Education has been a major part of The HistoryMakers since its inception. The HistoryMakers has conducted institutes, held public programs, created curriculums and produced documentaries all in the name of education. Please read below to learn more about The HistoryMakers education initiatives.


Week One – July 8, 2012 to July 13, 2012

Summer Scholars will arrive on campus on Saturday, July 7 and Sunday, July 8, 2012. The Project Directors and Project Staff will welcome the teachers and representatives of partner organizations at a meet and greet on Sunday, July 8th at 1:00 p.m. We would like all participants to be present for this event.

African American Politics from Reconstruction to the First World War (1865-1917)

Weekly Readings:
Frederick Douglass, “The Meaning of the Fourth of July for the Negro” (1852); Du Bois, W.E.B. “Of Booker T. Washington and Others,” in The Souls of Black Folk, Chapter 3, (New York: Simon & Schuster, 2005), 38-51; Rudwick, Elliott. “W.E.B. Du Bois” in Black Leaders of the Twentieth Century ed. by John Hope Franklin and August Meier, (Urbana: University of Illinois Press, 1982) 63 – 84; Harlan, Louis R. “Booker T. Washington” in Black Leaders of the Twentieth Century ed. by Franklin and Meier, 10-18; Dash, Leon. “Rosa Lee’s Story,” Washington Post. Part I-VII, September18-25, 1994.

The Institute will begin with a tour of The HistoryMakers archive followed by an introductory lecture and overview of the Institute’s theme of African American political history by Project Co-Director, Dr. Ashley Howard, followed by a library orientation, historical research methods review as well as training on use of The HistoryMakers digital archive. Additionally, 2010 Institute graduate Dr. Elizabeth Renneisen will discuss pedagogy and integration of African American history into curricula. Dr. Bruce Laurie, author of Beyond Garrison: Antislavery and Social Reform will lead a session on black politics during slavery and the history of abolitionist politics. Participants will be guided in a discussion on President Lincoln’s evolving views on race and slavery and his decision to emancipate the slaves in 1863, as well as the consequences. This lecture will also cover the rise and demise of the first generation of black politicians in the late 19th century. Later in the week Professor Christopher Reed from Roosevelt University will discuss his research on African American political groups at the turn of the century, including coalition politics in Chicago as a window onto national black politics. The week will end with a workshop on oral history methods with a focus on the WPA oral histories and slave narratives as well as interviewing techniques and the particular challenges and benefits of using oral histories in research and/or for classroom instruction. Participants will also begin working on their presentations through individual meetings with Project Staff to discuss participant’s research topics in detail.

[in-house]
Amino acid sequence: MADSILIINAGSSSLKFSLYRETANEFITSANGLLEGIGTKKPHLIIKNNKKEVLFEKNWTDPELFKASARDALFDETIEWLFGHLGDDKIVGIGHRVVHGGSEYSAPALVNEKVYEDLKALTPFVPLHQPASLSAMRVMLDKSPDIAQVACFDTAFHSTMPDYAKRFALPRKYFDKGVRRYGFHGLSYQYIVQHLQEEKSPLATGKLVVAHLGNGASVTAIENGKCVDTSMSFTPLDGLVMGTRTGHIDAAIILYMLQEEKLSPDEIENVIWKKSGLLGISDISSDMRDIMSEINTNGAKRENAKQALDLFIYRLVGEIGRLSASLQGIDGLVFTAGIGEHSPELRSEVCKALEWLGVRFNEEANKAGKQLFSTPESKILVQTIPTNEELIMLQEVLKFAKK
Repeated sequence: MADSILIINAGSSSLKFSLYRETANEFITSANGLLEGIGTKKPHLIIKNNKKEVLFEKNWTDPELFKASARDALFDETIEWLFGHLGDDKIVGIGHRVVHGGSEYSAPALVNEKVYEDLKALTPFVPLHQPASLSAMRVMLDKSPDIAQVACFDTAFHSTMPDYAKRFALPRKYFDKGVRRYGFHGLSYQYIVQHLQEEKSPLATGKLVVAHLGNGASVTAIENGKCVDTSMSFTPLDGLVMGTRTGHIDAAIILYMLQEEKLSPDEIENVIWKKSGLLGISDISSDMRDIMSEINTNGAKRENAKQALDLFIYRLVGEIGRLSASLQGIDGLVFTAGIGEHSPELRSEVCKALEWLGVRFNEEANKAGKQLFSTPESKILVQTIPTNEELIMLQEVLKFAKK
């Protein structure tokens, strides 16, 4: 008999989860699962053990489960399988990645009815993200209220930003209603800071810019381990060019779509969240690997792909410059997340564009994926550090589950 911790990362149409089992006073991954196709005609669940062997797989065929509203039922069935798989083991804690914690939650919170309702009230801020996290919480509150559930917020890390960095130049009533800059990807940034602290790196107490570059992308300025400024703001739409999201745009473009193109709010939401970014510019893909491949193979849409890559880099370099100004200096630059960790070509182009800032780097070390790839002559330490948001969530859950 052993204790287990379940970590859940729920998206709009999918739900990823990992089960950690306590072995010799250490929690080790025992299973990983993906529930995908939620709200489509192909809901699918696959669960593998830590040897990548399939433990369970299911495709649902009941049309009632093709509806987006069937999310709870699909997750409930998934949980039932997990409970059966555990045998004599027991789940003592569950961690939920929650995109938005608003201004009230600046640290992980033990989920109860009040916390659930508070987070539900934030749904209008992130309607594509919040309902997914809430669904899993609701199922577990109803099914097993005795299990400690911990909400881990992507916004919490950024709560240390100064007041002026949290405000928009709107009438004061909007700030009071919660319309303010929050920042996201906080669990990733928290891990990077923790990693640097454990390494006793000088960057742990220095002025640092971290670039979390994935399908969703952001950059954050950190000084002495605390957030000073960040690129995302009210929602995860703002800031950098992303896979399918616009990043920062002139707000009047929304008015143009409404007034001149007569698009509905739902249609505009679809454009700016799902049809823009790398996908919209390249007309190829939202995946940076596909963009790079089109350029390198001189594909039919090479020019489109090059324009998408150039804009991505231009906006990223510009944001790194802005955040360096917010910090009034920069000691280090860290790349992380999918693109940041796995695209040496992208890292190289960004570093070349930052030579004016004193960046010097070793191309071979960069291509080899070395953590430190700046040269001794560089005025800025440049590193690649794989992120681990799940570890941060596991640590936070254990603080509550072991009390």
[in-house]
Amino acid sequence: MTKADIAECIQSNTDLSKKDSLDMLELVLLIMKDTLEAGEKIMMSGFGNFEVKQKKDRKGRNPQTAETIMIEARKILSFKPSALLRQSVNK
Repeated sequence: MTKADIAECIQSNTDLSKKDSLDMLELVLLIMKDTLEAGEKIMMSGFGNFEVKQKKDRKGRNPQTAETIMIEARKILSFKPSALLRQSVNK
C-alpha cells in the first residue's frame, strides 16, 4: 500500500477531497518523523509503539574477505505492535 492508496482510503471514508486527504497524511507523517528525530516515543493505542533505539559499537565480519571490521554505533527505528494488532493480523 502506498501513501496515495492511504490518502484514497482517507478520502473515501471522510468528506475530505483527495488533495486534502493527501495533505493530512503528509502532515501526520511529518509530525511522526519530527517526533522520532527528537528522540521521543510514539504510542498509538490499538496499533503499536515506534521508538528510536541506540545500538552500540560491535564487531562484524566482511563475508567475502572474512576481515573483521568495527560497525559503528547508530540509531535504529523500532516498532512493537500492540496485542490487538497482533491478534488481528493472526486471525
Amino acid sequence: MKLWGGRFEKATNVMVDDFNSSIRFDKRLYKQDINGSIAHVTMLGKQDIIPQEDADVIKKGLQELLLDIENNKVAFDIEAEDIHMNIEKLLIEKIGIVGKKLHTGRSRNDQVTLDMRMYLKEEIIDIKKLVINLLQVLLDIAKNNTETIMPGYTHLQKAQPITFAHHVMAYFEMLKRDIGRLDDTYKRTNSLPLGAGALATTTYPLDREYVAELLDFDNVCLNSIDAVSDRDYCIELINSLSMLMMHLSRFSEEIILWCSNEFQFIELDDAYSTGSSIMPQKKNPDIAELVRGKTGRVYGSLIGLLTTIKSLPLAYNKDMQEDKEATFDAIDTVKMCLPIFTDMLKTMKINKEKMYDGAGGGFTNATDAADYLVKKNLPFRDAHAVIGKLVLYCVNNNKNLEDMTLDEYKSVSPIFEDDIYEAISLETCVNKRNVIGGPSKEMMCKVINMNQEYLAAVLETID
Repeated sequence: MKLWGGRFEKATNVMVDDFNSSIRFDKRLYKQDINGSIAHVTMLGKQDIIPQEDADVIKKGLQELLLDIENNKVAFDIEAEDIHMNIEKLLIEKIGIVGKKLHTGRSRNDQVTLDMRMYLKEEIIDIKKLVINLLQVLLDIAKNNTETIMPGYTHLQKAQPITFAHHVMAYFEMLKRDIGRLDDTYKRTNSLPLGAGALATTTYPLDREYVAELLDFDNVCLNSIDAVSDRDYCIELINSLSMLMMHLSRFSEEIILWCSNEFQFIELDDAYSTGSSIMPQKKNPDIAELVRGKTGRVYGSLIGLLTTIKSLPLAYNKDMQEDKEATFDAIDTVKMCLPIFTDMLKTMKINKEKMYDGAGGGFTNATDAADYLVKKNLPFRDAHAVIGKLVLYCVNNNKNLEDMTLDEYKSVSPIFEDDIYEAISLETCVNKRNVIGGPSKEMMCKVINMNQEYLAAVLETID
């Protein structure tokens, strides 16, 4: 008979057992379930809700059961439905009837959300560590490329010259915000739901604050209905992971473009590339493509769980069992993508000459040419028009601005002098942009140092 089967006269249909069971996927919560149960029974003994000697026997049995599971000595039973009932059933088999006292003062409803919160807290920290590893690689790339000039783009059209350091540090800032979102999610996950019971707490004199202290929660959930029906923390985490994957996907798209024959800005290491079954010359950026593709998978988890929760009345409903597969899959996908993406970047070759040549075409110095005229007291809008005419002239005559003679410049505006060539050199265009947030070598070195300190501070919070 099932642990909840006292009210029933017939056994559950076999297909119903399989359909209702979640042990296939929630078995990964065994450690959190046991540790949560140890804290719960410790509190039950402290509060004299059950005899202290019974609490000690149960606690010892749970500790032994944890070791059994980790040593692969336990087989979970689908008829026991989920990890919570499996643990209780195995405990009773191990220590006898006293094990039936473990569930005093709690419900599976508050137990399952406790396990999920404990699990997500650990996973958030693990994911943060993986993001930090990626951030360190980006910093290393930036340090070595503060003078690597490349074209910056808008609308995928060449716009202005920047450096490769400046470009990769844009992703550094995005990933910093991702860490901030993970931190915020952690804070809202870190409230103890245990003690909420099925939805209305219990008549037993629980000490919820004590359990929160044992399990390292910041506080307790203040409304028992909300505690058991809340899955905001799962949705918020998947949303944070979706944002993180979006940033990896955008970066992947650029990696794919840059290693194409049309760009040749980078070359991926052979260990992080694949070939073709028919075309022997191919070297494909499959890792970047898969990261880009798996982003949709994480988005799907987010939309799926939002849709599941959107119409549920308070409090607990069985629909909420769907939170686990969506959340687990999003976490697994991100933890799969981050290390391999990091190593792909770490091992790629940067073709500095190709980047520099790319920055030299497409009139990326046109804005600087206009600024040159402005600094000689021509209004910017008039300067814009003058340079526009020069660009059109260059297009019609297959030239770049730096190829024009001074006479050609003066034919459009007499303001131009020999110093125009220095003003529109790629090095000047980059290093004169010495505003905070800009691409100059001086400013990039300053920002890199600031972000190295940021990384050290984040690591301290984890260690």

Week Two – July 16, 2012 to July 20, 2012

African American Politics through Two World Wars and Its Aftermath (1917-1954)

Weekly Readings:
Goldsby, Jacqueline. “Sign of the Times, Lynching and Its Cultural Logic,” in Spectacular Secret: Lynching in American Literature; Greenburg, Cheryl. “The Roots of Organizing,” and “Don’t Buy Where You Can’t Work,” in Or Does it Explode?; Arnesen, Eric. ”The Black Wedge of Civil Rights Unionism,” in Brotherhoods of Color: Black Railroad Workers and the Struggle for Equality (Cambridge: Harvard University Press, 2005) 84-115; Smith, Alfred E. “Why I Joined the Communist Party,” Chicago Defender, July 31, 1943.

The second week of the seminar will focus on African American politics during the two World Wars and years immediately following. The week will begin with students visiting the Vivian G. Harsh research collection at the Carter G. Woodson branch of the Chicago Public Library. This archive contains a wealth of information on the black experience in Chicago. After having a brief tour of the facilities and collections, students will be able to conduct their own research to include in their final projects. The first lecture of the week will be given by Professor Jacqueline Goldsby from New York University who will discuss the Great Migration as an informal political act of resistance to lynching and the Jim Crow South. The next day Professor Cheryl Greenberg will shift the focus to Northern strategies of resistance investigating how Pan-Africanism, the New Negro Movement, and “Buy Black” Campaigns signified not only a political tactic for resistance but the appearance of a new cultural identity amongst urban blacks. On Thursday and Friday Professor Eric Arnesen of George Washington University will highlight the connection between African American protest and labor.